A long non-coding RNA is highly activated in colorectal tumors. (a) Expression of EVADR in tumor and adjacent normal tissue from 65 patients with colorectal carcinoma. For each subject (x-axis) tumor is shown in red and normal tissue in grey. The dashed line indicates an arbitrary minimum expression threshold of 10 FPKM. A total of 21 patients demonstrated robust (>10 FPKM) levels of EVADR expression. Normal colon tissue was generally not found to express EVADR or it was expressed at low levels (<10 FPKM). (b) Schematic representation of the chromosomal location of the EVADR gene locus. Arrowheads indicate the orientation of transcription. Bar plots indicate mean expression levels for respective genes across all 65 tumor (COL91A, 0.25 ± 1.11 FPKM; EVADR, 14.4 ± 24.5 FPKM; FAM135A, 7.2 ± 3 FPKM (mean ± SD)) and normal samples (COL91A, 0.19 ± 0.53 FPKM; EVADR, 0.50 ± 1.52 FPKM; FAM135A, 5 ± 2.6 FPKM (mean ± SD)). *P < 0.00001; paired t-test. (c) Exon structure and primer locations for the lncRNA EVADR. (d) Representative gel image showing EVADR transcript levels in colorectal tumor (T32) and matched normal (N32) tissue samples for patient 32, measured by RT-PCR. The letter L indicates the molecular ladder.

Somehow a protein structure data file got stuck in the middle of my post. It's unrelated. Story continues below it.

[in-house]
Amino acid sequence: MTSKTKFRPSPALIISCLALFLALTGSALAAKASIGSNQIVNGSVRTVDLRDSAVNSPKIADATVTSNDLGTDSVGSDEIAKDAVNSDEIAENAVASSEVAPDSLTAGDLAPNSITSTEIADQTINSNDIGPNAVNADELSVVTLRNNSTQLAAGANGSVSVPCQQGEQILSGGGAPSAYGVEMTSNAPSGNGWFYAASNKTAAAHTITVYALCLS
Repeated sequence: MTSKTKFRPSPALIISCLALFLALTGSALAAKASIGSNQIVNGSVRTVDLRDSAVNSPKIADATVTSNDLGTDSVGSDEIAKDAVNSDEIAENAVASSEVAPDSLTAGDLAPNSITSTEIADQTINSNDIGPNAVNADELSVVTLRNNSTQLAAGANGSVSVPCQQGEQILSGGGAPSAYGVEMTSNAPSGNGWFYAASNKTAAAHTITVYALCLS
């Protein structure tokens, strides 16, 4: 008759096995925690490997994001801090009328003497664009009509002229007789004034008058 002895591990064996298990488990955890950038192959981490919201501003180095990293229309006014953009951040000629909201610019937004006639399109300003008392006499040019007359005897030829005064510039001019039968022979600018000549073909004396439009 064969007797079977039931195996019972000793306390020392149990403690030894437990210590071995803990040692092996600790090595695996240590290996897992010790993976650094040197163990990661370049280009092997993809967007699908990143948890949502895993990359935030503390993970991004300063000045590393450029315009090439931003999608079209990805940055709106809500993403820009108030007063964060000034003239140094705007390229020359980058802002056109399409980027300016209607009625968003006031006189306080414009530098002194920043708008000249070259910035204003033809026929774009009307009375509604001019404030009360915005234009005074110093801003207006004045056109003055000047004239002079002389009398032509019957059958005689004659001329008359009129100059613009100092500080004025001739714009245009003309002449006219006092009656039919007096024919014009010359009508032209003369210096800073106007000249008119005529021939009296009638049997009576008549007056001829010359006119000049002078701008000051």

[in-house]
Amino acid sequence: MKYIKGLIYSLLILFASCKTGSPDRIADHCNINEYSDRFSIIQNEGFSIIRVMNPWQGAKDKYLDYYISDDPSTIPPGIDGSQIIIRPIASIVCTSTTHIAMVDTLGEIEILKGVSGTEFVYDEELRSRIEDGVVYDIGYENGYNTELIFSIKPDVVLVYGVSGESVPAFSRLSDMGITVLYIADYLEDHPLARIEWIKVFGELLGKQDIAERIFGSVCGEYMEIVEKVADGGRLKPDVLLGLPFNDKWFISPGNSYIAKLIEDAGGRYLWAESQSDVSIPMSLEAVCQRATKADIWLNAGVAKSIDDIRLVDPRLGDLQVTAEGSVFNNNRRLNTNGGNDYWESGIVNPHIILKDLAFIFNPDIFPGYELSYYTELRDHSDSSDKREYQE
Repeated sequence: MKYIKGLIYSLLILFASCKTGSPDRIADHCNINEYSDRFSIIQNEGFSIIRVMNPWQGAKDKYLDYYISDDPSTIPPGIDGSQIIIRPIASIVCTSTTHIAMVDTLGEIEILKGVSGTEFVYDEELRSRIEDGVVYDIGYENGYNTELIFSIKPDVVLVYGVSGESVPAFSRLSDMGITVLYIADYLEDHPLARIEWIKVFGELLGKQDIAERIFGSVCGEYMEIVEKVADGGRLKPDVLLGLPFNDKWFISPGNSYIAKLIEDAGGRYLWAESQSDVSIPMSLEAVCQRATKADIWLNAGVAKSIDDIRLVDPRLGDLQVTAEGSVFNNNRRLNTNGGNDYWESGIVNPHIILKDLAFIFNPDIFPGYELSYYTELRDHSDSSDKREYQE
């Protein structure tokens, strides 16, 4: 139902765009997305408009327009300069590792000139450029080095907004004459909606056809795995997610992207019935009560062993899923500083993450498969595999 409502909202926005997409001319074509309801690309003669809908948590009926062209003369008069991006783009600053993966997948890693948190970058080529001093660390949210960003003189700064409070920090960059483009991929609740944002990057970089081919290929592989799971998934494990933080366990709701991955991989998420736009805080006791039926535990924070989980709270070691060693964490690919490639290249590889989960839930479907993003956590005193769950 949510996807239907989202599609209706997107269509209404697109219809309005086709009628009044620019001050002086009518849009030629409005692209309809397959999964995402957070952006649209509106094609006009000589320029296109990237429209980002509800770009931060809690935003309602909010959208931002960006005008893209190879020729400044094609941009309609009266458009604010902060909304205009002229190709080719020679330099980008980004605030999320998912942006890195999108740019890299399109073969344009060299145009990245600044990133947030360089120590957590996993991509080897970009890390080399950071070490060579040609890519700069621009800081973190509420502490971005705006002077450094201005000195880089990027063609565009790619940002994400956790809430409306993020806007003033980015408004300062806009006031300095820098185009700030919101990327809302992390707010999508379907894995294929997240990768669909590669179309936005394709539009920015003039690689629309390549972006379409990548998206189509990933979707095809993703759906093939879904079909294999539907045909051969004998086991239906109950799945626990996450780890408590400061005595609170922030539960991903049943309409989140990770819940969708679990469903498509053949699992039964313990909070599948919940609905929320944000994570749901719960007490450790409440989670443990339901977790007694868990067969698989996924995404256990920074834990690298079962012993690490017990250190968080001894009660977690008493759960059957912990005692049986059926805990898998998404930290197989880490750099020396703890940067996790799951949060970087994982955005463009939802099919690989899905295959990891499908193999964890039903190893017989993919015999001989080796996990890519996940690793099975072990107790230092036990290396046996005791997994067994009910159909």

Pan-cancer analysis reveals high activation of EVADR in human adenocarcinoma